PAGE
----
Diachronic Corpora, Genre, and Language Change

Editor
| University of Nottingham
HardboundAvailable
ISBN 9789027201485 | EUR 99.00 | USD 149.00
 
e-Book
ISBN 9789027263506 | EUR 99.00 | USD 149.00
 
This volume provides a state-of-the-art overview of the intersecting fields of corpus linguistics, historical linguistics, and genre-based studies of language usage. Papers in this collection are devoted to presenting relevant methods pertinent to corpus-based studies of the connection between genre and language change, linguistic changes that occur in particular genres, and specific diachronic phenomena that are influenced by genre factors to greater and lesser degrees. Data are drawn from a number of languages, and the scope of the studies presented here is both short- and long-term, covering cases of recent change as well as more long-term alterations.
[Studies in Corpus Linguistics, 85]  2018.  viii, 337 pp.
Publishing status: Available
Table of Contents
Preface and acknowledgments
vii–viii
Using diachronic corpora to understand the connection between genre and language change
Richard J. Whitt
1–15
Part I. Methods in diachronic corpus linguistics
19–91
‘From above’, ‘from below’, and regionally balanced: Towards a new corpus of nineteenth-century German
Konstantin Niehaus and Stephan Elspass
19–39
Diachronic collocations, genre, and DiaCollo
Bryan Jurish
41–64
Classical and modern Arabic corpora: Genre and language change
Eric Steven Atwell
65–91
Part II. Genre and diachronic corpora
95–146
Scholastic genre scripts in English medical writing 1375–1800
Irma Taavitsainen
95–115
Academic writing as a locus of grammatical change: The development of phrasal complexity features
Bethany Gray and Douglas Biber
117–146
Part III. Genre-based analyses of linguistic phenomena
149–331
The importance of genre in the Greek diglossia of the 20th century: A diachronic corpus study of recent language change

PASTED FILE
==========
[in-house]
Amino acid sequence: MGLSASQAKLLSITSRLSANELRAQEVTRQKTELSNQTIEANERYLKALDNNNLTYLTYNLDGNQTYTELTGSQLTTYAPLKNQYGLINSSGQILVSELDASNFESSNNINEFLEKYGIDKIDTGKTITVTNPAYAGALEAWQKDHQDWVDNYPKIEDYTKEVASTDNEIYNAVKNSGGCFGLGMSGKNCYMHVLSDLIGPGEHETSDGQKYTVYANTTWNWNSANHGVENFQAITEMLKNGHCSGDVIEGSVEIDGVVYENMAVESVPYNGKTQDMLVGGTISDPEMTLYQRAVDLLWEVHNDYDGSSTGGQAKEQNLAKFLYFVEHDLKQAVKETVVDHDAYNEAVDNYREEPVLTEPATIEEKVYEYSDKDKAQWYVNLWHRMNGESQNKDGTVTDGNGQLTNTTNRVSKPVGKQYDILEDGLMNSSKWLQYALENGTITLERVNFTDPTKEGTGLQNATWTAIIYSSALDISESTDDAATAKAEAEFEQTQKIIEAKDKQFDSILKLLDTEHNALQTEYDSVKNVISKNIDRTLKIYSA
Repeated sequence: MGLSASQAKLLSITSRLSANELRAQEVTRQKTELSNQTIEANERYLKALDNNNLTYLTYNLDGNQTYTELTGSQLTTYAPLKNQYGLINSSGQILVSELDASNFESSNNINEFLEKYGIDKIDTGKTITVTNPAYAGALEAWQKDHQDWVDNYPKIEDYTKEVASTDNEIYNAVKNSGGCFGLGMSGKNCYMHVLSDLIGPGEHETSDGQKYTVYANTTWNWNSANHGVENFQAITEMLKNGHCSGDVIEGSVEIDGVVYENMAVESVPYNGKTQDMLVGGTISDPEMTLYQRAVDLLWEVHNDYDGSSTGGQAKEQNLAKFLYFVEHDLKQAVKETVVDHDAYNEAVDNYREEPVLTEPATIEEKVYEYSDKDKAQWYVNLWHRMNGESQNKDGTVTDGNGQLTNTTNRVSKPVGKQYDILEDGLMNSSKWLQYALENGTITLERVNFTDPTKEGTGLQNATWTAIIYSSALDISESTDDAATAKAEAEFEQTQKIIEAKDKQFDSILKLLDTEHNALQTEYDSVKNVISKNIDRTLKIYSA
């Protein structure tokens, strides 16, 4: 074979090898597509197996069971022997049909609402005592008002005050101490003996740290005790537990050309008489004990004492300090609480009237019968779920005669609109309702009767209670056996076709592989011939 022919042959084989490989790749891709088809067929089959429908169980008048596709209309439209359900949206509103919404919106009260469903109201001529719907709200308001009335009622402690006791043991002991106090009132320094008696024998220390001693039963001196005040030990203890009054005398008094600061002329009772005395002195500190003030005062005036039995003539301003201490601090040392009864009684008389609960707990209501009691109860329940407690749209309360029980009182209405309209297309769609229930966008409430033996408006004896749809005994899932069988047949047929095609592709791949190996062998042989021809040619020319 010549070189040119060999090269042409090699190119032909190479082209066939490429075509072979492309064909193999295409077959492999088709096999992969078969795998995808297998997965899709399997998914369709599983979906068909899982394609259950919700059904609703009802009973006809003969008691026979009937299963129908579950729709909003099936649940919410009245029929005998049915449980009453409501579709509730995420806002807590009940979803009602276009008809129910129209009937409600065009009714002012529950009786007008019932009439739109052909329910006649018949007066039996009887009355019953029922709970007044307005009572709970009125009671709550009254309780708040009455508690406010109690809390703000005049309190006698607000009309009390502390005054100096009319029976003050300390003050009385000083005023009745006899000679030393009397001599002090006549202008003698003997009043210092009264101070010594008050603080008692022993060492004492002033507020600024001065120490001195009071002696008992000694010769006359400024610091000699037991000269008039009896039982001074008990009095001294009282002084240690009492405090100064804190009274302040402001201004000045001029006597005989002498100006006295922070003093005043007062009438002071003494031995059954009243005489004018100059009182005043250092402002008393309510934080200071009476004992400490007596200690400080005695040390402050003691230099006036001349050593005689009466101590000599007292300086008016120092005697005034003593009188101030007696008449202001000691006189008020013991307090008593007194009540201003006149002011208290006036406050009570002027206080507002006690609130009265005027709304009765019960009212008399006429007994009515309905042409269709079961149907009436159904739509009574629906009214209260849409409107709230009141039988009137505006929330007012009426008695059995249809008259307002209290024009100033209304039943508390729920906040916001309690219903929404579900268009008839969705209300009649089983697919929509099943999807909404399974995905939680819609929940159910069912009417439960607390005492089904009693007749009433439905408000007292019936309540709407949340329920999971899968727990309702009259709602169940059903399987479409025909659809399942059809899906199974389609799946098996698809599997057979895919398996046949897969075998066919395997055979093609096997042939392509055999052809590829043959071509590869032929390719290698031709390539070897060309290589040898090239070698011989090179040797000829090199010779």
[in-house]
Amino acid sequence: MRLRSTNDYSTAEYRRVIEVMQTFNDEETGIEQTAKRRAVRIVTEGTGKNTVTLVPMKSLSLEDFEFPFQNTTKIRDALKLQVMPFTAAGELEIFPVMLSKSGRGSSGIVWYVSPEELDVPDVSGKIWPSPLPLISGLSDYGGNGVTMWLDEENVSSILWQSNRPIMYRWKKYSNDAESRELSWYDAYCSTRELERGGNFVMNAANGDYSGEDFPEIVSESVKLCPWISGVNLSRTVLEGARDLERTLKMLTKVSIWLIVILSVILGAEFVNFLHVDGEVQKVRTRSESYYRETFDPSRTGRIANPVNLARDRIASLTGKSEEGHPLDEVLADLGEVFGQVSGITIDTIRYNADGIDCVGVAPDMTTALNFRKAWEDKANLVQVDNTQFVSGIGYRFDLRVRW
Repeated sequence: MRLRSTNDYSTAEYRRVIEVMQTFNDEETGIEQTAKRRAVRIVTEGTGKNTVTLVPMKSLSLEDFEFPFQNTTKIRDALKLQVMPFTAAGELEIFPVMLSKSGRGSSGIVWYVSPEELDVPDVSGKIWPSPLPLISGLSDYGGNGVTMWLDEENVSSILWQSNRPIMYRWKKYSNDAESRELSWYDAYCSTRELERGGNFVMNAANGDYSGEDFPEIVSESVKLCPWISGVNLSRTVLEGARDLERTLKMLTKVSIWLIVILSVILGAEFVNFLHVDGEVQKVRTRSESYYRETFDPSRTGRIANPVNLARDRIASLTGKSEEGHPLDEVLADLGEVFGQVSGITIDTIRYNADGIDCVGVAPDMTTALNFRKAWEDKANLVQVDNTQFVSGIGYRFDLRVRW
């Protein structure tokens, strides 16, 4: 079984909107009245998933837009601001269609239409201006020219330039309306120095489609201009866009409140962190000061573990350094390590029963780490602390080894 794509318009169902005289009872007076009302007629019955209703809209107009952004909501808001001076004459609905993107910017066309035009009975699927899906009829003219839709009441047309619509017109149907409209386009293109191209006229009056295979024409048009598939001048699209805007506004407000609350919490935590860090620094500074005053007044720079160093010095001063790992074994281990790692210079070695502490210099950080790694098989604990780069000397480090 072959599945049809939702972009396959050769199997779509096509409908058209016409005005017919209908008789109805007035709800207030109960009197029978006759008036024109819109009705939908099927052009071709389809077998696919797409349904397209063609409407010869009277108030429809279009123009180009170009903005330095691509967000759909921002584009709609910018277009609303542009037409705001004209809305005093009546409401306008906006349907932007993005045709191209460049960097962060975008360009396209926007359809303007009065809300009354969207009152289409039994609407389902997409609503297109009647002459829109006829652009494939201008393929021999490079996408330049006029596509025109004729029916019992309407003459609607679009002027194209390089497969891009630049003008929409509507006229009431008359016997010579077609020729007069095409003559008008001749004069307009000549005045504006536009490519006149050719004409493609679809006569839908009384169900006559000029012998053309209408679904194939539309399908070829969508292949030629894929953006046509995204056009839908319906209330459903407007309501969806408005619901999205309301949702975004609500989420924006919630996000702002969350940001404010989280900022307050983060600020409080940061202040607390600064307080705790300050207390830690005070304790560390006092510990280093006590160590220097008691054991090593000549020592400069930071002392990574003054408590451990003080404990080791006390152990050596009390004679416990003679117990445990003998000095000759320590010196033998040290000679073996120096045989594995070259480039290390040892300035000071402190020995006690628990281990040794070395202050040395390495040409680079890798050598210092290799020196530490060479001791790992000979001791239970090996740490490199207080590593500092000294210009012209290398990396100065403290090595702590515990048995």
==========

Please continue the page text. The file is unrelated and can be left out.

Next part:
Georgia Fragaki and Dionysis Goutsos
171–170
“You can’t control a thing like that”: Genres and changes in Modern English human impersonal pronouns
Florian Haas
171–194
Concessive conjunctions in written American English: Diachronic and genre-related changes in frequency and semantics
Ole Schützler
195–218
Variation of sentence length across time and genre: Influence on syntactic usage in English
Karolina Rudnicka
219–240
A comparison of multi-genre and single-genre corpora in the context of contact-induced change
Carola Trips and Achim Stein
241–260
Some methodological issues in the corpus-based study of morphosyntactic variation: The case of Old Spanish possessives
Andrés Enrique-Arias
261–279
The interplay between genre variation and syntax in a historical Low German corpus
Melissa Farasyn, George Walkden, Sheila Watts and Anne Breitbarth
281–300
Genre influence on word formation (change): A case study of German adjectival derivation
Luise Kempf
301–331
Index
333–337
“Overall, this collection affords a rich insight into diachronic corpus research on genre and language change. It not only broadens the view by including papers that adopt MLR, differing approaches and cover a wide range of languages, but also stresses the importance of the variable ‘genre’ for (historical) corpus research.”
Cited by

Cited by other publications

Sijs, Nicoline van der
2019. Historical linguistics in the Netherlands. Linguistics in the Netherlands 36  pp. 54 ff. Crossref logo
Trips, Carola
2020.  In Historical Linguistics 2017 [Current Issues in Linguistic Theory, 350],  pp. 410 ff. Crossref logo

This list is based on CrossRef data as of 31 october 2020. Please note that it may not be complete. Sources presented here have been supplied by the respective publishers. Any errors therein should be reported to them.

Subjects
BIC Subject: CFF – Historical & comparative linguistics
BISAC Subject: LAN009010 – LANGUAGE ARTS & DISCIPLINES / Linguistics / Historical & Comparative
U.S. Library of Congress Control Number:  2018027602 | Marc record